Holidays aren't always happy for everyone, especially for the crew at Restaurant Saint Germain. The empty dining room has more waiters than customers, the staff is grumbling about the absence of this year's Christmas bonus, and they may soon have to file a missing persons report for "America's Sexiest Chef." Determined to go down kicking and screaming, two employees come up with a last ditch plan of action with a truly unexpected result. While it's not exactly a White Christmas, the crew of the Saint Germain find out that miracles can happen - even if they are accompanied by the sound of French lounge music.
Anthony Bourdain once again brings to light the inner workings of the "culinary underbelly" in his bold reinvention of the traditional Christmas story. At once risqué and charming, A Chef's Christmas is sure to bring holiday cheer to those who make dinner and those who only make reservations.
Executive Producer: Dan Zitt
Producer: John McElroy
©2002 Anthony Bourdain
(P)2002 Random House, Inc.
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"Typically gritty & fun"
In typical Anthony Bourdain fashion, this is a story told from the gritty perspective of the professional restaurant trade. It's not really new material but a fun adaptation of many of his previous themes and centers around the tricky restaurant season of Christmas. His characters triumph over adversity and rediscover the joy of cooking. This is less of a seasonal Christmas tale and more of an anytime story. It's short and fun and recommended for anyone who is a fan of Bourdain's storytelling talents.
"Bourdain Christmas Special"
For those unfamiliar with Bourdain's previous works and status as a Food TV network star, where have you been? (Just kidding.) Bourdain is a master chef who has branched out into writing and acting because he's got some talent, a cynical sense of humor, and a high energy style that would burn him out in the kitchen if he didn't do something else for awhile. Bourdain's works (including this one) take place in the restaurant world, and when discoursing in the kitchen scenes, they have an enormous depth and believability due to the author's familiarity with that environment and his willingness to tell it all like he sees it without pulling his punches (much). Outside the restaurant, Bourdain's characters lack any depth whatsoever, but hey, the author would tell you that's how it is in real life. This short work (which fits on one CD and thus is great for commuters) is another opportunity to live in the author's home territory for an hour and come out feeling like you've lost some of your innocence. From previous works, you may know that the author doesn't shy away from unhappy endings, but in the spirit of Christmas this story finishes well.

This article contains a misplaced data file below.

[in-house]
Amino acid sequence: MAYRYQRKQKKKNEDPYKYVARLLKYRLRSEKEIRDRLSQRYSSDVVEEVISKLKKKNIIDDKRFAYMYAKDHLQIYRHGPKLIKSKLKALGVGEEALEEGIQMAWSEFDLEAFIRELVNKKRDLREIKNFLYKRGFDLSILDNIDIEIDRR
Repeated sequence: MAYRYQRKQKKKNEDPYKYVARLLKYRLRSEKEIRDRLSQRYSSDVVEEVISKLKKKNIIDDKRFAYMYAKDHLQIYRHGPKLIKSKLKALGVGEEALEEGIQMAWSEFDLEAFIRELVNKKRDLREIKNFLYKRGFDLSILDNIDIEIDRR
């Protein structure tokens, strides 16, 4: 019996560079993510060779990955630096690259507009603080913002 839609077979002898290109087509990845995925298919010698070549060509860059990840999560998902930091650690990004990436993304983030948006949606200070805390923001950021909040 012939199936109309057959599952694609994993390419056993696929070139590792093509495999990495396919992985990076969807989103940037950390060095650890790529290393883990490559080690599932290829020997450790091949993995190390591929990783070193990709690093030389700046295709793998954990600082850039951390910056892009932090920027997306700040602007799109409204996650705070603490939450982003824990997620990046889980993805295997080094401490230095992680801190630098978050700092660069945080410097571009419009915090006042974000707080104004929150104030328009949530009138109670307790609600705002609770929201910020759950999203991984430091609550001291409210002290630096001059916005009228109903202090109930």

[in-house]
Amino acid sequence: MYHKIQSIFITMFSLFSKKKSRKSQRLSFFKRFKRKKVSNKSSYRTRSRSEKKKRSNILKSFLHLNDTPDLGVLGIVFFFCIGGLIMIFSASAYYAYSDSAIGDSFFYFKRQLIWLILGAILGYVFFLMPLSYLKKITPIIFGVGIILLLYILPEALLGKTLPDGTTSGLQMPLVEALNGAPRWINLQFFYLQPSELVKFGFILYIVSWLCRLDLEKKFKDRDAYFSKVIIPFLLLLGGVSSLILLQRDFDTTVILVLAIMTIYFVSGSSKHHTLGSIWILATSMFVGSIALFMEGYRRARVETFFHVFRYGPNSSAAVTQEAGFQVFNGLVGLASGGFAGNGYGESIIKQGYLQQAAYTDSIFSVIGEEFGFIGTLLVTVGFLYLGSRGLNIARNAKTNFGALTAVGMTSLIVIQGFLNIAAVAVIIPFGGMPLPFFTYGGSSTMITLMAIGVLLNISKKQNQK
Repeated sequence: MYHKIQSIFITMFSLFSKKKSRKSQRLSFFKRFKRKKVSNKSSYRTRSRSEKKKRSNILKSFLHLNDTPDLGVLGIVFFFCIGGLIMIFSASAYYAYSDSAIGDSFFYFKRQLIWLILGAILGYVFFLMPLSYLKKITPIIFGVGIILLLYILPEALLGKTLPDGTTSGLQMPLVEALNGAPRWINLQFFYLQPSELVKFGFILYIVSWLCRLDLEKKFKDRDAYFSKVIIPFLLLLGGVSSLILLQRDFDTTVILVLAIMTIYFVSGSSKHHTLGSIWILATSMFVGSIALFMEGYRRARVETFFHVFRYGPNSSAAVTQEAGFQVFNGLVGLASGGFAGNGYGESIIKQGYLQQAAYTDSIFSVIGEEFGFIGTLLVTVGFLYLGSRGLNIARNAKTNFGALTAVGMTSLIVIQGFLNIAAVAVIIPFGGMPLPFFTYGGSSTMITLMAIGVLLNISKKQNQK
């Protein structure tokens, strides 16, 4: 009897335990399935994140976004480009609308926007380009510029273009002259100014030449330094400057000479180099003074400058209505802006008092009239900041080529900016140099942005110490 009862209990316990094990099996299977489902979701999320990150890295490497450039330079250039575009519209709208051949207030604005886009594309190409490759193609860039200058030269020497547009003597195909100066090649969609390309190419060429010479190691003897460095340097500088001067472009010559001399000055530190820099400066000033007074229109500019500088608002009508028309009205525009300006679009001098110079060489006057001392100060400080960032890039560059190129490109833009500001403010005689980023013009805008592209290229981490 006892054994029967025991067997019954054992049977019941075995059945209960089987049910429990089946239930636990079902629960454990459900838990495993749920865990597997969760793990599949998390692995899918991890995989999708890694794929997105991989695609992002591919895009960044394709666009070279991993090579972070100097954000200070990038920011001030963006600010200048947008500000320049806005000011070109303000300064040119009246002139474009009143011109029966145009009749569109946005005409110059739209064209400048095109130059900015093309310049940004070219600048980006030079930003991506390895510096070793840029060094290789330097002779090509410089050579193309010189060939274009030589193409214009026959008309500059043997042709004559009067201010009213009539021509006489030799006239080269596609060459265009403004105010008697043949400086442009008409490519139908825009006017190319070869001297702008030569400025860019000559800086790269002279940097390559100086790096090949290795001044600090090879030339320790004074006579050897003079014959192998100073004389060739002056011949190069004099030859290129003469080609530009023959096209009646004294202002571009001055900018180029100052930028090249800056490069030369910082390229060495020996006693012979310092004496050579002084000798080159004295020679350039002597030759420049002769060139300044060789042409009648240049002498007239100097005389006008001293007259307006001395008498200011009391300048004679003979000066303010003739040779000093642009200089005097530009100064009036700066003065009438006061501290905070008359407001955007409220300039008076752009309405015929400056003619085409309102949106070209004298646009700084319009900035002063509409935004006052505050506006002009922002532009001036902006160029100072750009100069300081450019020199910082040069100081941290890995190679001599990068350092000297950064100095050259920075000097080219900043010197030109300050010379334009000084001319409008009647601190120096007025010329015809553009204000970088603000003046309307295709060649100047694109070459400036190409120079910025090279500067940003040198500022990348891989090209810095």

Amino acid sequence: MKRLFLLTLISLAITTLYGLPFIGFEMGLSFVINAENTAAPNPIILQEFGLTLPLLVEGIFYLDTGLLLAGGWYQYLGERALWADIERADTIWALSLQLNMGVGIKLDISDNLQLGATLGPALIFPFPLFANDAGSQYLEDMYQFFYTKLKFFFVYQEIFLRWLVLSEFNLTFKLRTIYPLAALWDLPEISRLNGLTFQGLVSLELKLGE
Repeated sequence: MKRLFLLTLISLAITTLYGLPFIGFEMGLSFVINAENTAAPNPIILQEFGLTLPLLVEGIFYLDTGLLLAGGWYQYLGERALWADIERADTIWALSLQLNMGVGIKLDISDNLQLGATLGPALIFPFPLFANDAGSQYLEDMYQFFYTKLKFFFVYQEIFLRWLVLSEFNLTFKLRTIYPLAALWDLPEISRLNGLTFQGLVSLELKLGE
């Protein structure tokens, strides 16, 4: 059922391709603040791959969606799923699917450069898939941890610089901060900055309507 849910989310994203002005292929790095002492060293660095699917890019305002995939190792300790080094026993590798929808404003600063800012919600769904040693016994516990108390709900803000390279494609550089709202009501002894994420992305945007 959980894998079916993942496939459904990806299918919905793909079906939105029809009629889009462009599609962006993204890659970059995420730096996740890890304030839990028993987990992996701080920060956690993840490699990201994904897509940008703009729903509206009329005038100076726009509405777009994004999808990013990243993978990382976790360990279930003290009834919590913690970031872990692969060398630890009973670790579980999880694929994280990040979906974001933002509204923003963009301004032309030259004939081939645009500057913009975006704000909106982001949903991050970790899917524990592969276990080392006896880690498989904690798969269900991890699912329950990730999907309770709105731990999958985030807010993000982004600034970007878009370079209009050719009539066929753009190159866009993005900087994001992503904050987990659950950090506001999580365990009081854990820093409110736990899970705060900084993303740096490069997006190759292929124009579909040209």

"Nice and Short"
Really good story, not for kids and typical Bourdain. I am glad I listened to it but I don't think it was worth a credit.
Shorter story but still very good. More like Bone in the Throat then Kitchen Confidential.
Yes, because I like to learn as much as possible about how chefs lives run.
Anthony of course, he is the one telling about how his working Christmas goes.
His emotions by the tone of his voice.
It made me laugh at times.
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